This article was first published by Neil Patel.
I rave about email marketing all the time.
But I need to shoot straight with you about email marketing, lest you think it’s some holy grail of marketing.
Your emails are useless unless they actually make it to the user’s inbox.
Let me state that another way so you don’t miss it. If your emails aren’t getting delivered, then email marketing is a massive waste of time and money.
You’ve probably read all the tips about subject lines, open rates, engaging content, powerful CTAs, and strategic email landing pages. But let’s take a big step back and look at the picture from its most foundational level — email deliverability.
I’ve collected 12 of the smartest and most effective techniques for improving email deliverability.
The job of ISP filters is to defend against spam emails. How do you tell these filters that your IP is valid and trustworthy?
Start any email campaign by sending small batches of emails. Send these messages to addresses that you know are engaged.
As these emails are received and opened by engaged users, your IP will start to build trust, in a manner of speaking, with the ISP. Slowly increase the number of emails until you scale to your peak volume.
I don’t recommend it for everyone, but you may wish to create a subdomain that is exclusively for email marketing purposes. Over time, users will come to trust the subdomain, which is an added benefit.
The real purpose, however, is that this subdomain will allow for domain-specific monitoring of your IP reputation and be able to succeed against some domain-based certification filters.
A sender policy framework or SPF increases your trustworthiness in the eyes of the receiving email server. The server can cross check the domain name against the associated IP address to make sure that it is legitimate. If you don’t have an SPF in place, your emails might be rejected.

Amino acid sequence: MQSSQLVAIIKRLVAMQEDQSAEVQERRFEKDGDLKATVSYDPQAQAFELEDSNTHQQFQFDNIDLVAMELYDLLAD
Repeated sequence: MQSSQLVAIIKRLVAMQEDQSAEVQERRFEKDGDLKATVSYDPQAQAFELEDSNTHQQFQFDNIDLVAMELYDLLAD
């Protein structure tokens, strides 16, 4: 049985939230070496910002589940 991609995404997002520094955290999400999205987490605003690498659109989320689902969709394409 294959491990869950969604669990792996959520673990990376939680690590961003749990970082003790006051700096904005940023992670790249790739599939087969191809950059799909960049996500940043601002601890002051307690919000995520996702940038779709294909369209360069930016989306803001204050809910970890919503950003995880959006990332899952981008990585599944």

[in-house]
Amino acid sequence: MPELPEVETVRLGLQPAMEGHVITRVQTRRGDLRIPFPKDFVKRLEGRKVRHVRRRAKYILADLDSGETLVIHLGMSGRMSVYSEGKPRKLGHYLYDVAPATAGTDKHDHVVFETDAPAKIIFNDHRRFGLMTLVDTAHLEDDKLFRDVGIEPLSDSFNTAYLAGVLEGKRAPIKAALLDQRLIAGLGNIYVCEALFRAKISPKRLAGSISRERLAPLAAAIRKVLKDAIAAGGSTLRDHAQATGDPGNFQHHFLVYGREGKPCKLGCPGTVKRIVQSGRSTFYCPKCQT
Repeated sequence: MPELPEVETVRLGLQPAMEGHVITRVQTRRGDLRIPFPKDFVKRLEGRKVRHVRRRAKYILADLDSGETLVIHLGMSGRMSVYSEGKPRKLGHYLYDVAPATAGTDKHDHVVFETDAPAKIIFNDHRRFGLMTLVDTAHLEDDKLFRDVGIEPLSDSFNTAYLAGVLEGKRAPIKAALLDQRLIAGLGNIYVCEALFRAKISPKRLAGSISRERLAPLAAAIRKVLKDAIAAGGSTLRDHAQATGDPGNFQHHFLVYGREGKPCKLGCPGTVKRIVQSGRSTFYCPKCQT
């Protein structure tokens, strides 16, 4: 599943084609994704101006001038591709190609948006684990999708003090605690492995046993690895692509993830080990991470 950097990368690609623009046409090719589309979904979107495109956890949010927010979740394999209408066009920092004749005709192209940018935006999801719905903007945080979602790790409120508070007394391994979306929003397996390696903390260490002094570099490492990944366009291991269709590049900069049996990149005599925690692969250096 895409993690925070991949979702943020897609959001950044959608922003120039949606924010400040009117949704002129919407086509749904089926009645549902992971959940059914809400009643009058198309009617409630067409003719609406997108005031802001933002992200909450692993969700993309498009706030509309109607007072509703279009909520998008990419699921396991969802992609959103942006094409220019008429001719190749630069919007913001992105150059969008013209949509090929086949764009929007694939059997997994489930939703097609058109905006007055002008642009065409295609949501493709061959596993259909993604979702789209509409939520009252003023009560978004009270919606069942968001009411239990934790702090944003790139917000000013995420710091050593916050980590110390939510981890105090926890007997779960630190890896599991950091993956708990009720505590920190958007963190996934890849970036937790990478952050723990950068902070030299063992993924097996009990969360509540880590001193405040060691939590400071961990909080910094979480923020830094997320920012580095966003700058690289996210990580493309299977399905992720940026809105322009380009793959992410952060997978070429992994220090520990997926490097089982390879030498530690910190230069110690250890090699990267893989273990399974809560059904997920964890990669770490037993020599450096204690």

The biggest reason why your emails are not delivered is due to a low sender score. ISPs automatically reject any emails that fall below a certain score.
Sender Score is produced by Return Path. Sender Score assigns a number to every outgoing mail server. The score is calculated by using traditional email metrics such as unsubscribes and spam reports.
Here is a report that I pulled for one IP from which I occasionally receive marketing emails.
The sender score is on a scale from 0-100, the higher the better. The report above, at a 96, is a good score.
It’s important that you keep a close eye on your score. You can use Sender Score to get this information for free.
Most major ISPs provide feedback loops in which the email sender can gain information from the recipients who have complained about that sender’s email. These are called Complaint Feedback Loops or FBLs.
Yahoo, AOL, and Microsoft make it easy to get this information. Gmail allows users to set a Feedback Loop header that does not use the traditional ARF format of most FBLs.
Only ESPs (email service providers) are allowed entry into Gmail’s FBL program.
One cause for a lower sender score and IP rejection is random and erratic broadcast activity. If you are not maintaining a regular schedule with your emails, it creates sending spikes. Do your best to stick to a consistent email sending schedule.
The most popular form of opt-in is the single opt-in, in which the user agrees to receive an email by simply checking a box, or leaving the pre-checked box checked. This might seem like a great strategy to harvest email addresses since it’s so easy and automatic. However, it can backfire by generating high amounts of spam complaints. Spam complaints are dangerous. Some ISPs begin to block sending servers after as few as two or three spam reports per one thousand emails.